An extremely brief outline of confession

Over on Twitter last Monday, folks were conversing about the concept of confession—in 140 characters or less, which is more demanding that it might seem at first glance. It got me thinking, as good conversations do, about confession. According to Merriam-Webster, confession means:

1: an act of confessing; especially : a disclosure of one’s sins in the sacrament of reconciliation b : a session for the confessing of sins <go to confession>
2: a statement of what is confessed: as a : a written or oral acknowledgment of guilt by a party accused of an offense b : a formal statement of religious beliefs : creed
3: an organized religious body having a common creed
In the vernacular, confession seems a bit more broad, including the telling of a deeply held secret, not necessarily one created by the teller. But that aside, it’s clear that confession is powerful—character- and plot-changing, something that can twist our expectations of the same—but it also, on further inspection, can be done in a manner of ways, some novel and some cliche. I think there are ten miles between those poles, too. So just to look at some aspects:
  • When is the confession made? Up in the prologue, to be semi-forgotten until later? Opening scene? Two-thirds through? Final page, leaving up primed for a next novel?
  • Who makes the confession? Maybe we’ll be reading about a flawed protagonist making up for his/her misdeeds. Maybe we’ve seen into the mind of the antagonist, giving us a more complex picture of that character’s relationship to the protagonist. Maybe the confessor is a side character with a large measure of effect on everyone else.
  • Is the confession made voluntarily? Are we watching someone with a gun to his head, or a character so distressed they can’t hold it in any longer? Does the confessor think this confession will do good for the telling of it? Or is it made to harm someone?
  • Is the confession whole? There’s a difference between saying, “Samira is not your mother,” and saying, “I’m your mother.” How would the state of completeness generate further conflict or draw things to a crisis?
  • Where does the confession take place? Courtroom? Bedroom? Out in the woods over the grave one is digging for their victim?
  • Who hears this confession? People who will use it for good? For ill? Who will retell it accurately? People who are implicated by the confession? People who already knew the story before it was confessed? People who are not allowed to tell anyone else about the confession?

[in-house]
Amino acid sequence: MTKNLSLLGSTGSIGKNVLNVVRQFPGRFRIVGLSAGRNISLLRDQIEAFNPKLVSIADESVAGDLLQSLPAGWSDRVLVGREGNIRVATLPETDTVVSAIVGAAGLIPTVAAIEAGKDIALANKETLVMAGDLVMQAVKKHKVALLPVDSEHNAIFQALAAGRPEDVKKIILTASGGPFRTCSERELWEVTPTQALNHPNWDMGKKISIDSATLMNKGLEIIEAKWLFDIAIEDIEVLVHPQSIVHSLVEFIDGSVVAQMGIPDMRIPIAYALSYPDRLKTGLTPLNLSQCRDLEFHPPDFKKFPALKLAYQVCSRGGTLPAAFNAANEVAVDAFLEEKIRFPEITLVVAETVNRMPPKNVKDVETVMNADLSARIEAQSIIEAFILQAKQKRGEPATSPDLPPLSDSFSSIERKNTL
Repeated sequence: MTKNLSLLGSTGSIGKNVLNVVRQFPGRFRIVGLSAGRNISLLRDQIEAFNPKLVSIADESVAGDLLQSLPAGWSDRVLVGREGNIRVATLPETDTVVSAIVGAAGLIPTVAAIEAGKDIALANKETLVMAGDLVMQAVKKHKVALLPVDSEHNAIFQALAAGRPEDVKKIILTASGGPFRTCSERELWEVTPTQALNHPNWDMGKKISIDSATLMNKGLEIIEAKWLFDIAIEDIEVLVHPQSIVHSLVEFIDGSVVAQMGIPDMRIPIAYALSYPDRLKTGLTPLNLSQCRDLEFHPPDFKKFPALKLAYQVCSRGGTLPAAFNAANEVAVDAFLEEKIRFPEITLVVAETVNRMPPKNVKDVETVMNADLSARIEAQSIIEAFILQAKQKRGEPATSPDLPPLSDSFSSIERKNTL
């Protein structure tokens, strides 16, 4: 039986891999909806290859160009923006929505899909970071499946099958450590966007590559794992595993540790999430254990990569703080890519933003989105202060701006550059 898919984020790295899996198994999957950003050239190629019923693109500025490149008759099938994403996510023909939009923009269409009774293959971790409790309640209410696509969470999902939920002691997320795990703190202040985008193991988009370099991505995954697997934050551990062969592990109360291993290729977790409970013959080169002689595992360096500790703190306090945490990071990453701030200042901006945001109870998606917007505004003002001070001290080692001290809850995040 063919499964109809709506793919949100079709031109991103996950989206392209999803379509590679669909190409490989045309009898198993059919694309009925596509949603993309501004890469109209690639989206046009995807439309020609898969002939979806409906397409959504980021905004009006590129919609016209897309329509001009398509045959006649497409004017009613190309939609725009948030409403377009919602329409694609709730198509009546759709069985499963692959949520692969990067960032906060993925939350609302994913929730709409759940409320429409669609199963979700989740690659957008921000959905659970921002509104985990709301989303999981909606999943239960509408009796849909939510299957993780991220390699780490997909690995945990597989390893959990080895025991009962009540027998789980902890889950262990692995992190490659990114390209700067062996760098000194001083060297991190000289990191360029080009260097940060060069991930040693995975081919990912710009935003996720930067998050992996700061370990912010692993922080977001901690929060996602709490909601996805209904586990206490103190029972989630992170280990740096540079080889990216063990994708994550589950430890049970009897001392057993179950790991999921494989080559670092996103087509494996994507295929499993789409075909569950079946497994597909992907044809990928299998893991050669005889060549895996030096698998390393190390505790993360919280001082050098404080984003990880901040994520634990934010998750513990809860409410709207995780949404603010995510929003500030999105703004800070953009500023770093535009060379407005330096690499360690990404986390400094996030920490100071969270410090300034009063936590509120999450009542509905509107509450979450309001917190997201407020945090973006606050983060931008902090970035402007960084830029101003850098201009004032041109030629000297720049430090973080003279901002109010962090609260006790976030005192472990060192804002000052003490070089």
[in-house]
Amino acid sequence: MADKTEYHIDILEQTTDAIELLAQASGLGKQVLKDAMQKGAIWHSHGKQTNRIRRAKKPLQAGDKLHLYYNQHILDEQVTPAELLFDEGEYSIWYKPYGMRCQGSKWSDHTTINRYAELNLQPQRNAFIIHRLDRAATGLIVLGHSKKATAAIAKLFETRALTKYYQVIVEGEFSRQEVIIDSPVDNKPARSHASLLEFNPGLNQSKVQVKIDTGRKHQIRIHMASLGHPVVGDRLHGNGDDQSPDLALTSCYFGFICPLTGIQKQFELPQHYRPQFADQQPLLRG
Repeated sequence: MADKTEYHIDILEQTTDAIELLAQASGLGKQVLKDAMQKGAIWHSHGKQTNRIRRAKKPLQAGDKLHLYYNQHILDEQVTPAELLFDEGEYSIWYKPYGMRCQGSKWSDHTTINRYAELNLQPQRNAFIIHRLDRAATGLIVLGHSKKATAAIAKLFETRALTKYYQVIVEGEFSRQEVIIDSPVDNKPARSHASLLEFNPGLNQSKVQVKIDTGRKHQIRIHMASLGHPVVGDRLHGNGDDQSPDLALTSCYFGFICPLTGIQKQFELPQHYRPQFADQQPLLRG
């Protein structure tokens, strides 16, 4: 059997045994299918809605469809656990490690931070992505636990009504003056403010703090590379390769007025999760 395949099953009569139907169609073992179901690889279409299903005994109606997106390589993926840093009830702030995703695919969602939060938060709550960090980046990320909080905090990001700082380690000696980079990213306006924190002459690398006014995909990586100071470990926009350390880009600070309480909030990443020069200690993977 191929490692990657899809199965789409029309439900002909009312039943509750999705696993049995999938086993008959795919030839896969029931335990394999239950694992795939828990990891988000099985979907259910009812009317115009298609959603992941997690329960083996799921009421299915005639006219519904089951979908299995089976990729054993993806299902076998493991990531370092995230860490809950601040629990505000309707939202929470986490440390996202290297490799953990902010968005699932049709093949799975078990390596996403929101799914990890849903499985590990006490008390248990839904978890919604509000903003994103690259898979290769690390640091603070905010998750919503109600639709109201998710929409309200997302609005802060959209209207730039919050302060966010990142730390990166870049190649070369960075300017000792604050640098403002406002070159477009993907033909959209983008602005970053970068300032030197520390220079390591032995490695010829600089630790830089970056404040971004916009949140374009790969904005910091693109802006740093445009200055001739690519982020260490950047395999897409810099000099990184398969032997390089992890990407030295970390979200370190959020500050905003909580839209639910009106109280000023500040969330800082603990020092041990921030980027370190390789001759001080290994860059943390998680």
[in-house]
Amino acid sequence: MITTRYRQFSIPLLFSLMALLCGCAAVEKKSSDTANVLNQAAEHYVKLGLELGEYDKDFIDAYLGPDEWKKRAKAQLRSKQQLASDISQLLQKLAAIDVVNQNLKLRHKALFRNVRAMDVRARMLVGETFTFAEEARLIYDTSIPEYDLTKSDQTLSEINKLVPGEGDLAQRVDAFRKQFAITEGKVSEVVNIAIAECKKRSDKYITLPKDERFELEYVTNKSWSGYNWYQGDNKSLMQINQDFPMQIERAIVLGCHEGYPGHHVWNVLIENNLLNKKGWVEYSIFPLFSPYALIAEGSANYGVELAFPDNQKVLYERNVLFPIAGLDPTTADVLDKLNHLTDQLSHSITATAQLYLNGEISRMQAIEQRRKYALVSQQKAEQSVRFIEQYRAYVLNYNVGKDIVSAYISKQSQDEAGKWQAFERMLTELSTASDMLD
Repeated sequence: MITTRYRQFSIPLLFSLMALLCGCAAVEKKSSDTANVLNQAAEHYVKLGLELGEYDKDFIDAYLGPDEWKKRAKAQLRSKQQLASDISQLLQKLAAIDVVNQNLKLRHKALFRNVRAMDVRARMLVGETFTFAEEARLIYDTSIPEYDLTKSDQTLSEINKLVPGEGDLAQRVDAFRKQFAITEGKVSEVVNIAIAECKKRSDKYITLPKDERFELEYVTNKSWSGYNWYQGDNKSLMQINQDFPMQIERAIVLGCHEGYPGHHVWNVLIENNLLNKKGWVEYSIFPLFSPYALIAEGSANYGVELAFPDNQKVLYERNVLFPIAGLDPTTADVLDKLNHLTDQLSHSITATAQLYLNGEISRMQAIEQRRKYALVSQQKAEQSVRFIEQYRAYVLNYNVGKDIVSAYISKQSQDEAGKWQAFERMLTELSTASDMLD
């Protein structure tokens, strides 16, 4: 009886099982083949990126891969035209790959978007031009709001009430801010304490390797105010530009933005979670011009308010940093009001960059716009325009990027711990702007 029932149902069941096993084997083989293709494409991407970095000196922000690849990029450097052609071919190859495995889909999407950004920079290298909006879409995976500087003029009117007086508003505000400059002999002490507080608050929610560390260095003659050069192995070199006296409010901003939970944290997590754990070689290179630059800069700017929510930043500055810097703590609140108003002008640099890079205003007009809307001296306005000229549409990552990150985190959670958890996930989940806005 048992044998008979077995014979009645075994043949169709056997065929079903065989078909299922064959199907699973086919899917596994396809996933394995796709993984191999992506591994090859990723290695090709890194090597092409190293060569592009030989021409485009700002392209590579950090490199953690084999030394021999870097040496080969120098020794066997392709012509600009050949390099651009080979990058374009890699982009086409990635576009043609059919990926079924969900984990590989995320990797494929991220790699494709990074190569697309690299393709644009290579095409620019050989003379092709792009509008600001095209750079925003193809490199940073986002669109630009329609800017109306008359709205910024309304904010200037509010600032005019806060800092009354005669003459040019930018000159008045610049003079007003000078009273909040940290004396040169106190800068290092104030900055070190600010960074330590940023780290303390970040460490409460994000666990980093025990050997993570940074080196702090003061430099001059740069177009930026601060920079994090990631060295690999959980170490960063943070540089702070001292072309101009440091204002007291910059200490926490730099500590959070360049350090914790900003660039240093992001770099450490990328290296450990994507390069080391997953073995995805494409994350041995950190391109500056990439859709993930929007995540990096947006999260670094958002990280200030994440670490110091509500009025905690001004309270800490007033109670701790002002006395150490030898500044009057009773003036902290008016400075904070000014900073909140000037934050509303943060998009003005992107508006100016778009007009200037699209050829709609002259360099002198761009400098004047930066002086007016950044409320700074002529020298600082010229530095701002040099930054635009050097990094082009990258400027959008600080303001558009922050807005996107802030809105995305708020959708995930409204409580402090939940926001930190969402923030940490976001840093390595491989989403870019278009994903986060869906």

Confession can sure be hokey. Or absurd and unbelievable. It seems to me that confession is a pretty good barometer of how well one’s plot is holding together; if the confession seems funny when it’s serious, or causes eyerolls for the reader, it’s a bridge to far, and that means the plot has gone too far on its own out of solid story territory.
We should be engrossed in a confession, even if it only leads us to another big moment, but if that’s the case, this can’t be the pivotal moment. We writers all want to think that we can write in this twist and that, and that’s fine, but there can only be one big pivot, because that’s where the characters make their important shifts, if we believe in the “characters must change from the beginning to the end of a story” concept.
I believe in that concept.
Confession is not merely a revelation, and not merely the opening of a new angle to the story the writer has already shared with readers; it must shift something important within the bounds of the story’s world. Protagonist, possible outcomes, direction of the plot, something. It must be concurrent with the idea of that character who is telling it—drama divas usually deliver it with flair: “You can’t HANDLE the truth!” Quieter characters may tell it so softly it goes unnoticed for hundreds of pages. Or it could be something confessed only to the readers by a character not otherwise in the book or the Unseen Narrator.
What’s lovely and fascinating to me is that there are as many kinds of confession as there are characters. And I love it when they’re as well nuanced.
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2 Comments on “An extremely brief outline of confession”

  1. August 25, 2010 at 11:59 am #

    Great round-up of confession theory as it relates to literature. Hope you can join the discussion again today and on Friday. It might help people understand how a Twitter discussion works if you pointed to #litchat as the conversational source on Twitter.

  2. evmaroon
    August 25, 2010 at 12:14 pm #

    Yes folks, you should check out the #litchat tag on Twitter! Conversations M, F, W at 4PM ET. Different topics, lots of incredible writers and book lovers.

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